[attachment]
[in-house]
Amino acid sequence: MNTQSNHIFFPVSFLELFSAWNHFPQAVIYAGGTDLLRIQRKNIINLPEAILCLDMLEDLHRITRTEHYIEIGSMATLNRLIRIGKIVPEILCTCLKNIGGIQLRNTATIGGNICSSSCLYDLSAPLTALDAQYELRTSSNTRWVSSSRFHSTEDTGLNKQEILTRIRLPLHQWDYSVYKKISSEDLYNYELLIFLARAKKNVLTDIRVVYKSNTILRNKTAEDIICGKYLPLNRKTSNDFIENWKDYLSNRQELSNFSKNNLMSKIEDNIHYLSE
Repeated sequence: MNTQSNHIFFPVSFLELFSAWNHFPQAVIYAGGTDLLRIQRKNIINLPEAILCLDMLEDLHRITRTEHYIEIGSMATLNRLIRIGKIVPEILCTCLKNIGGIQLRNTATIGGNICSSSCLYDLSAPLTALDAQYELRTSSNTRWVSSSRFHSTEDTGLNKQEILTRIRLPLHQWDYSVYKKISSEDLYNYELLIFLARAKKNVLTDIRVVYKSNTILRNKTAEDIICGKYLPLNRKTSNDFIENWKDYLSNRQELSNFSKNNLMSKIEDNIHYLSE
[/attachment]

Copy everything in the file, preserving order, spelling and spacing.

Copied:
[in-house]
Amino acid sequence: MNTQSNHIFFPVSFLELFSAWNHFPQAVIYAGGTDLLRIQRKNIINLPEAILCLDMLEDLHRITRTEHYIEIGSMATLNRLIRIGKIVPEILCTCLKNIGGIQLRNTATIGGNICSSSCLYDLSAPLTALDAQYELRTSSNTRWVSSSRFHSTEDTGLNKQEILTRIRLPLHQWDYSVYKKISSEDLYNYELLIFLARAKKNVLTDIRVVYKSNTILRNKTAEDIICGKYLPLNRKTSNDFIENWKDYLSNRQELSNFSKNNLMSKIEDNIHYLSE
Repeated sequence: MNTQSNHIFFPVSFLELFSAWNHFPQAVIYAGGTDLLRIQRKNIINLPEAILCLDMLEDLHRITRTEHYIEIGSMATLNRLIRIGKIVPEILCTCLKNIGGIQLRNTATIGGNICSSSCLYDLSAPLTALDAQYELRTSSNTRWVSSSRFHSTEDTGLNKQEILTRIRLPLHQWDYSVYKKISSEDLYNYELLIFLARAKKNVLTDIRVVYKSNTILRNKTAEDIICGKYLPLNRKTSNDFIENWKDYLSNRQELSNFSKNNLMSKIEDNIHYLSE